30 May - 5 June 2014 #709

A sunnier future

Net metering could turn every household into a power generator and reduce load-shedding hours
Maneeshika Madduri

EXPERIMENTAL:The Nepal Electricity Authority is testing reverse-metring with its own grid-connected 3 x 1.11 kW roof system in Min Bhawan which can reduce daytime load-shedding (graph, below).
This month power cuts were only reduced from 84 hours per week to 70, still keeping one of the world’s most water resource rich countries in darkness.

Hydropower makes up most of the energy dispensed to the grid, but the Nepal Electricity Authority (NEA) can meet only 77.5 per cent of energy demand. More hydropower plants are under construction, most of them run-of-the-river systems, but these take time and money.

Nepal's natural resources extend beyond rivers, and its solar potential is nearly ideal, with an average of ten hours of sunlight per day all year round. Solar radiation peaks during the clear, sunny days of winter months, complementing hydro seasonality lows.

Solar photovoltaic (PV) panels have become a familiar sight in Nepal, as the electricity shortage pushes people to opt for solar power in both grid-connected and off-grid areas. Solar home systems consist of batteries, a charge controller to monitor battery charging, and PV panels.

Energy generated by the PV panels can be stored in batteries for use later. But batteries are expensive, and solar home systems aim to minimise the necessity of batteries.

It is not uncommon to have full batteries and unused energy: an office on the weekend or a house on a sunny day. Injecting this excess electricity back into the grid is possible through grid-connected systems that allow electricity to flow in two directions, from the grid to the loads or battery and from the solar panel to the grid.

This requires a grid-tied inverter, which monitors these connections, and a meter that indicates the net energy consumed. To determine the feasibility of grid-connected rooftop PV systems in Nepal, a pilot research project was spearheaded by Center for Energy Studies at IOE-Pulchowk, SUPSI (University of Applied Sciences and Arts of Italian Switzerland) and RIDS-Nepal (Rural Integrated Development Services). By January 2014, a year of data had been collected from the five 1.11 kW solar PV rooftop system.

Currently, tying a private solar system to the grid is not permitted in Nepal and requires case-by-case approval. Net metering, which enables consumers to be charged by the utility for energy consumed minus energy injected to the grid, is not allowed. The objection to grid-connectivity and net metering is primarily financial: solar is seen as too expensive to supplement the electric grid. However, this argument has some weaknesses.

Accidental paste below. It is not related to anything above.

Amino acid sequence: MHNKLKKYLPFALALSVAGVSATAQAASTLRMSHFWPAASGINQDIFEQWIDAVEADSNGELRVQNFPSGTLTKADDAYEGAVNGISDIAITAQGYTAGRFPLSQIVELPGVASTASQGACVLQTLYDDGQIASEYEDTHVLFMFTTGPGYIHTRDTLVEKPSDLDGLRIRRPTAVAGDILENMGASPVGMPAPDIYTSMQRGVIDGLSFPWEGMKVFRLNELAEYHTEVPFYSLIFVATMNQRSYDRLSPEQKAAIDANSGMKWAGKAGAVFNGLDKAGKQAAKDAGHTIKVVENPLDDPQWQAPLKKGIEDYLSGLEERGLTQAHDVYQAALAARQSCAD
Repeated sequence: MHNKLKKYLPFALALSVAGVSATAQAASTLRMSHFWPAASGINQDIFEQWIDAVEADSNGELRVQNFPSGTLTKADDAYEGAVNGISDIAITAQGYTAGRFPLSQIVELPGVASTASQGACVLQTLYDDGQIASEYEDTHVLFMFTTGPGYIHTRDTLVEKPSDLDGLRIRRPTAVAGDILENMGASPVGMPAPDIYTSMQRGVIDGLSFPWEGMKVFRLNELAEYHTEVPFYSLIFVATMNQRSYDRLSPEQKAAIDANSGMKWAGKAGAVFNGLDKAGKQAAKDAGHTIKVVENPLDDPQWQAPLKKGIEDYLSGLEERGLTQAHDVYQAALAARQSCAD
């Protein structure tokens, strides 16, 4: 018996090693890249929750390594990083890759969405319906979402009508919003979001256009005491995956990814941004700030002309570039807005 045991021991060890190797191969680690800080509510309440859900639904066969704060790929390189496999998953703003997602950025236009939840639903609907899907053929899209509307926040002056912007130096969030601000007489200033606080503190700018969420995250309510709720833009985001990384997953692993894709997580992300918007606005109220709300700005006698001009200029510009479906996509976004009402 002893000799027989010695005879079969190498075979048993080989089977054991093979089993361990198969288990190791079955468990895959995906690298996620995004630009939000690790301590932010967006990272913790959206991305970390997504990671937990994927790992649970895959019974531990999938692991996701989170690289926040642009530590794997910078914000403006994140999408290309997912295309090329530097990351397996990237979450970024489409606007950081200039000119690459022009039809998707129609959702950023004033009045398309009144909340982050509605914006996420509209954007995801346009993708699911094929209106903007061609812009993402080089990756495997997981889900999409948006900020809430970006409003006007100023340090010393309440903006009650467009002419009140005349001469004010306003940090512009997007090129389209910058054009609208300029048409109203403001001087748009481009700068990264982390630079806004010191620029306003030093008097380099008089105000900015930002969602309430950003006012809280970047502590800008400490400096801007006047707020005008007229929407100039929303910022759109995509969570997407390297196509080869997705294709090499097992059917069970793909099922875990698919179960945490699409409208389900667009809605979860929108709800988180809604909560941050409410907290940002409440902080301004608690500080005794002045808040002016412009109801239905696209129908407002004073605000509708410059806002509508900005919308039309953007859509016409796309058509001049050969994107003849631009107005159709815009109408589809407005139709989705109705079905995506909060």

The per unit price of solar is traditionally determined by the initial investment and operational costs over the lifetime of the panels (typically 25 years) and the energy generation potential. From recent data, the annual energy expectancy for a 1 kW system is approximately 1500 kWh. Given this potential, the break-even price point for grid-connected solar could be as low as Rs12/kWh. This is not yet on par with the current selling price of electricity, which is the argument cited against net metering, but that may not matter.

This rooftop photo-voltaic solar home system at a research station in Imadol has collected one year of data on how household power fed into the grid can reduce load-shedding.
Any financial recompense would be seen as preferable to the present one, and would encourage more solar installations. On a more pressing level, grid-connectivity of solar installations would directly inject much needed energy into the grid, locally lessening load-shedding.

Rooftop solar systems are not the only option. Large-scale solar installations are viable in Nepal, and have the potential to impact energy generation significantly. The graph shows the power profile for a day in January with a projected 100 MWp (megawatt-peak) solar energy contribution, supplied either through small-scale, roof-top systems (1–5 kW) or several larger constructions (1-10 MW). These types of installations can reduce daytime load-shedding nationwide by approximately 9-10 hours per week and, in conjunction with some hydropower storage capability, possibly also during peak evening hours.

With an ever-increasing electricity demand, solar PV systems act as a timely and effective means to deal with Nepal’s power crisis. Allowing grid-connectivity and net metering is a crucial step towards reaching key energy diversification and reducing load-shedding.

Read also:

Greening of Annapurna, Basil Edward Teo

No alternative to alternative energy, Bhrikuti Rai

Bring home the sunshine, Paavan Mathema

The sun is free for everyone but not for Nepalis, it seems, ADAM FRIEDSOHN

Maneeshika Madduri is a recent graduate of Stanford University and is currently a Fulbright Student Scholar in Nepal. Contact her at mmadduri@alumni.stanford.edu